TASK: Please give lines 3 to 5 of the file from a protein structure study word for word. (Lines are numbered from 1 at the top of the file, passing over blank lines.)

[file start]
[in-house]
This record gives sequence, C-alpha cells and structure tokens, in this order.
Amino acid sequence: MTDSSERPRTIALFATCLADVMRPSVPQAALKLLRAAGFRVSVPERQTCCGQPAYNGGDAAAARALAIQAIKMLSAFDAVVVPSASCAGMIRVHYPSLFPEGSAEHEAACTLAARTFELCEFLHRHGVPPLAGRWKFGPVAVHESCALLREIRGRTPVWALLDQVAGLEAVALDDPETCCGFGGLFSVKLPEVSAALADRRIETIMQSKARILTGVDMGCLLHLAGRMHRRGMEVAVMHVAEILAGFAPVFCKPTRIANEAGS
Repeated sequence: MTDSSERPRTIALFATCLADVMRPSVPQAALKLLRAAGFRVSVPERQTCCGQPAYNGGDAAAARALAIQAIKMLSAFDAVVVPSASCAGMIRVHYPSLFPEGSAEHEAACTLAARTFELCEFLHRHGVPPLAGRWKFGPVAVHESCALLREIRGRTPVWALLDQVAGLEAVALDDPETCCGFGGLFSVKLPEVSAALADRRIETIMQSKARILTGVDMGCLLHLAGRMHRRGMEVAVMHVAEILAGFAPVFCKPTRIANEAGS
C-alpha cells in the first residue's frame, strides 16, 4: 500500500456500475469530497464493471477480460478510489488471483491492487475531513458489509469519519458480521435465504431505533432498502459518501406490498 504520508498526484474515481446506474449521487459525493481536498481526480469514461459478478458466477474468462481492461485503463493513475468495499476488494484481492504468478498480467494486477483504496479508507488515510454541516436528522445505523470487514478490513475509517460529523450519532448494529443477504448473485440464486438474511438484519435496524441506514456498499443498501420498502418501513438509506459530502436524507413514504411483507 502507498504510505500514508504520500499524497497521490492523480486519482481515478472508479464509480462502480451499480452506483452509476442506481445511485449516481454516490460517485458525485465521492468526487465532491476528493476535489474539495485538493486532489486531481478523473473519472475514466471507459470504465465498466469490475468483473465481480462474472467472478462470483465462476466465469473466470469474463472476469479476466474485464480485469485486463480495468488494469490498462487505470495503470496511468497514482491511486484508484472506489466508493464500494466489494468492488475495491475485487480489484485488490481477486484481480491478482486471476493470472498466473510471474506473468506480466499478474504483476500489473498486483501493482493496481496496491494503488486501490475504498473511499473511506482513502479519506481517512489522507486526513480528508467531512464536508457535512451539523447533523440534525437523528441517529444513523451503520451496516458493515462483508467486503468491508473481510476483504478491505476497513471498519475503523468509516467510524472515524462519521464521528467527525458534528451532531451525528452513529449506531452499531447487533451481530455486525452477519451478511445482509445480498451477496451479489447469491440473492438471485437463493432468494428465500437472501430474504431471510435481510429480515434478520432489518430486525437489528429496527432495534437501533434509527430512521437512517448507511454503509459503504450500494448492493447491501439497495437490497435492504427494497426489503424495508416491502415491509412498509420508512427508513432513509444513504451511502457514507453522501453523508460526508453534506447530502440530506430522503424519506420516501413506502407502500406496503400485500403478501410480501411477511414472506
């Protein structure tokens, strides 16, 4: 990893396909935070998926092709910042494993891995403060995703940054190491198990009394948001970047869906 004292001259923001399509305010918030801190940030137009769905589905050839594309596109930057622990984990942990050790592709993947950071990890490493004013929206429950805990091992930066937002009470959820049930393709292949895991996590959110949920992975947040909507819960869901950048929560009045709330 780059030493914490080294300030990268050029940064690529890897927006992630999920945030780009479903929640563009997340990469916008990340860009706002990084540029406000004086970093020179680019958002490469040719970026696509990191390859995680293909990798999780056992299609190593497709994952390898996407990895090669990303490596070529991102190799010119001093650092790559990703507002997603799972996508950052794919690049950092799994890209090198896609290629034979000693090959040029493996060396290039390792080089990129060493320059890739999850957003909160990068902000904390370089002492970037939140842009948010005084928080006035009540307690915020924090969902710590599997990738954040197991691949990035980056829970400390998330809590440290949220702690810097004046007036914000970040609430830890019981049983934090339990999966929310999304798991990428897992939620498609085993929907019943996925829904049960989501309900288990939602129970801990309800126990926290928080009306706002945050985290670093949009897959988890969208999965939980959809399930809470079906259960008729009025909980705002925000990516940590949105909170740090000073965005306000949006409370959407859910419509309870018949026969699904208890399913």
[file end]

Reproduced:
Amino acid sequence: MTDSSERPRTIALFATCLADVMRPSVPQAALKLLRAAGFRVSVPERQTCCGQPAYNGGDAAAARALAIQAIKMLSAFDAVVVPSASCAGMIRVHYPSLFPEGSAEHEAACTLAARTFELCEFLHRHGVPPLAGRWKFGPVAVHESCALLREIRGRTPVWALLDQVAGLEAVALDDPETCCGFGGLFSVKLPEVSAALADRRIETIMQSKARILTGVDMGCLLHLAGRMHRRGMEVAVMHVAEILAGFAPVFCKPTRIANEAGS
Repeated sequence: MTDSSERPRTIALFATCLADVMRPSVPQAALKLLRAAGFRVSVPERQTCCGQPAYNGGDAAAARALAIQAIKMLSAFDAVVVPSASCAGMIRVHYPSLFPEGSAEHEAACTLAARTFELCEFLHRHGVPPLAGRWKFGPVAVHESCALLREIRGRTPVWALLDQVAGLEAVALDDPETCCGFGGLFSVKLPEVSAALADRRIETIMQSKARILTGVDMGCLLHLAGRMHRRGMEVAVMHVAEILAGFAPVFCKPTRIANEAGS
C-alpha cells in the first residue's frame, strides 16, 4: 500500500456500475469530497464493471477480460478510489488471483491492487475531513458489509469519519458480521435465504431505533432498502459518501406490498 504520508498526484474515481446506474449521487459525493481536498481526480469514461459478478458466477474468462481492461485503463493513475468495499476488494484481492504468478498480467494486477483504496479508507488515510454541516436528522445505523470487514478490513475509517460529523450519532448494529443477504448473485440464486438474511438484519435496524441506514456498499443498501420498502418501513438509506459530502436524507413514504411483507 502507498504510505500514508504520500499524497497521490492523480486519482481515478472508479464509480462502480451499480452506483452509476442506481445511485449516481454516490460517485458525485465521492468526487465532491476528493476535489474539495485538493486532489486531481478523473473519472475514466471507459470504465465498466469490475468483473465481480462474472467472478462470483465462476466465469473466470469474463472476469479476466474485464480485469485486463480495468488494469490498462487505470495503470496511468497514482491511486484508484472506489466508493464500494466489494468492488475495491475485487480489484485488490481477486484481480491478482486471476493470472498466473510471474506473468506480466499478474504483476500489473498486483501493482493496481496496491494503488486501490475504498473511499473511506482513502479519506481517512489522507486526513480528508467531512464536508457535512451539523447533523440534525437523528441517529444513523451503520451496516458493515462483508467486503468491508473481510476483504478491505476497513471498519475503523468509516467510524472515524462519521464521528467527525458534528451532531451525528452513529449506531452499531447487533451481530455486525452477519451478511445482509445480498451477496451479489447469491440473492438471485437463493432468494428465500437472501430474504431471510435481510429480515434478520432489518430486525437489528429496527432495534437501533434509527430512521437512517448507511454503509459503504450500494448492493447491501439497495437490497435492504427494497426489503424495508416491502415491509412498509420508512427508513432513509444513504451511502457514507453522501453523508460526508453534506447530502440530506430522503424519506420516501413506502407502500406496503400485500403478501410480501411477511414472506